Caring for our nation’s veterans
This past week, as our nation came together on Veterans Day to honor those who have served our country, I traveled across the Fifth District and talked with many of Virginia’s brave veterans.
In addition to attending several Veterans Day events, I visited McGuire VA Medical Center, the Salem VA Medical Center, and three Community-Based Outpatient Clinics, more commonly known as CBOCs, in Danville, Lynchburg, and Charlottesville.
As in the past, I was impressed with the healthcare providers with whom we met. They genuinely care about the veterans they see, and they want to provide the highest level of care to those who have sacrificed so much for our country.
I am grateful for their commitment to that goal.
Some providers expressed the concern that bureaucratic paperwork required by the VA often prevents them from efficiently and effectively delivering the care their patients require.
Because the culture of paper-pushing exists at the macro and micro levels, this bureaucracy stands in the way at every step of the process, right down to the doctor-patient relationship.
Over the years, most of the veterans I have spoken with value the high level of care they receive, but they also often express frustration with all of the red tape that goes along with accessing health care.
In some respects, I believe we have made strides in reforming the way our veterans receive the health care they have earned, but we still have a long way to go.
VA health care providers and the veterans with whom I spoke this week explained that while the Veterans Choice Program is a well-intentioned program aimed at speeding up access to care, there are problems with efficiency in this new model that must be addressed.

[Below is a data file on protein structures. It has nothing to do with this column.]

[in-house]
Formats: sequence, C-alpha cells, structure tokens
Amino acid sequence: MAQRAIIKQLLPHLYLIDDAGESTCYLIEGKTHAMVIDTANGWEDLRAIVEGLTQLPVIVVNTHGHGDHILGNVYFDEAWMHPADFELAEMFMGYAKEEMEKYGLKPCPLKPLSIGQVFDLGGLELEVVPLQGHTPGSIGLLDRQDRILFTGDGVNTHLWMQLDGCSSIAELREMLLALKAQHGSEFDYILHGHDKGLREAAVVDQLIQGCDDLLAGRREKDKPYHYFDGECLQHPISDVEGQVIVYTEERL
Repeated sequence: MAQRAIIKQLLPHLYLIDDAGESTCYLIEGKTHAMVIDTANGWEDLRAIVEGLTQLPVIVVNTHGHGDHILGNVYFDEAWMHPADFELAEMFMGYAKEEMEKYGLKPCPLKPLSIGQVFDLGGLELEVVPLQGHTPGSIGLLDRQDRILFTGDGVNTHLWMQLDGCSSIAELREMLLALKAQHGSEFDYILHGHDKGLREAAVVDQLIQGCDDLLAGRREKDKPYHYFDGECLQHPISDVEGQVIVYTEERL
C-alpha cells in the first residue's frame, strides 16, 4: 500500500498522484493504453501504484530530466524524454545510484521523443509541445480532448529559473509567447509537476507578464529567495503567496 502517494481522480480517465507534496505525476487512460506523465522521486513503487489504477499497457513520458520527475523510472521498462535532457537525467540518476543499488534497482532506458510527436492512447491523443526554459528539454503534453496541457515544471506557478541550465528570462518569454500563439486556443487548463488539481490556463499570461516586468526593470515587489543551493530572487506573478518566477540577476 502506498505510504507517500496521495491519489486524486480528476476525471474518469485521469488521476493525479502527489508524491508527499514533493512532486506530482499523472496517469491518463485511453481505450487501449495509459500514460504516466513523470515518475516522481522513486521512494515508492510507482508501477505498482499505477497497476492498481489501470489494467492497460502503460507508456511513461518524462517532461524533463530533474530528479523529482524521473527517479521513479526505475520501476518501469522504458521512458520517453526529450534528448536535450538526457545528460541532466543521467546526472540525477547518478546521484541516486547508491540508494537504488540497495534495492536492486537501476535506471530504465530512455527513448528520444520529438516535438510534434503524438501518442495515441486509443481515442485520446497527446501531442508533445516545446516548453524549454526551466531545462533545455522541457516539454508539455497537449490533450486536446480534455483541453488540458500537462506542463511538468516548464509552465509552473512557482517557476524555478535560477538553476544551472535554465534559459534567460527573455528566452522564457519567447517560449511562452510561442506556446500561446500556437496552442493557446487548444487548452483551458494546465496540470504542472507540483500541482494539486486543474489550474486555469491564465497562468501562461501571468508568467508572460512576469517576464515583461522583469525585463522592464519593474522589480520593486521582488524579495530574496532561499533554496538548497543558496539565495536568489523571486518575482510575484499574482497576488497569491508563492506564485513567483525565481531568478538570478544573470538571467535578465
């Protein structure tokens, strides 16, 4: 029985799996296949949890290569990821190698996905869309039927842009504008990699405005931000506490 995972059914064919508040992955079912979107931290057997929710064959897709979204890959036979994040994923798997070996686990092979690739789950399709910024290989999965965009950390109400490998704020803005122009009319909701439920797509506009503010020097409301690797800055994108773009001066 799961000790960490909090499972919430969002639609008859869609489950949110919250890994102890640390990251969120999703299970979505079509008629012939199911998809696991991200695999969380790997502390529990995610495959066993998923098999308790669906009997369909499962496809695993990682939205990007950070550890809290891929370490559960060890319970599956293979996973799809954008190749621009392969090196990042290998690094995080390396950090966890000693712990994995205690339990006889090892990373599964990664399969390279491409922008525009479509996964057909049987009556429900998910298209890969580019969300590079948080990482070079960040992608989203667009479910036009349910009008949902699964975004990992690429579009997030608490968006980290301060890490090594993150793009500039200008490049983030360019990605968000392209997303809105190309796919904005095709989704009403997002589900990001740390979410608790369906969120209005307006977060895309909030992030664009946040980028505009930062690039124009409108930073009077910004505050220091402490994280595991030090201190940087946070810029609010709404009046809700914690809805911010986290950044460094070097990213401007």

While the “40-Mile” Rule was created to allow veterans residing over 40 miles from the nearest VA medical facility to receive care outside the VA system, the system in place for identifying these providers and for setting up appointments often results in having veterans having to drive even further than the VA facility for care and in having appointments set beyond the time that would have been set by a VA facility.
We must continue to work to serve our veterans more efficiently, and it is our responsibility to make sure they receive the highest level of care.
That is why Representative Tim Walz (D-Minnesota) and I introduced the Veterans Administration Legislative and Objective Review (VALOR) Act in July. If adopted, this legislation would require that the Department of Veterans Affairs undergo a biannual, independent audit by a non-governmental entity.
This bill would provide an outside perspective in identifying the problems at the VA and would offer solutions to solve these problems on an ongoing basis.
As we continue to work to implement effective long-term solutions, I encourage our veterans and our active-duty members of the armed services to contact our office if we may ever be of assistance in dealing with the Department of Veterans Affairs or any other federal agency dealing with these issues.
I am grateful to all of the veterans who took the time to meet with me this week.
I am humbled by the opportunity to serve Virginia’s Fifth District, and I remain fully committed to ensuring that our veterans who have given the most receive the benefits they have earned and deserve.
Finally, last week we witnessed horrific acts of terror committed in Paris.
America stands firmly with France and resolute in our fight against terrorism. Our thoughts and prayers remain with the vrictims and their families and with the entire nation.
Robert Hurt represents Lunenburg County in the U.S. House of Representatives. His website is hurt.house.gov. He can be reached at his Farmville office at (434) 395-0120.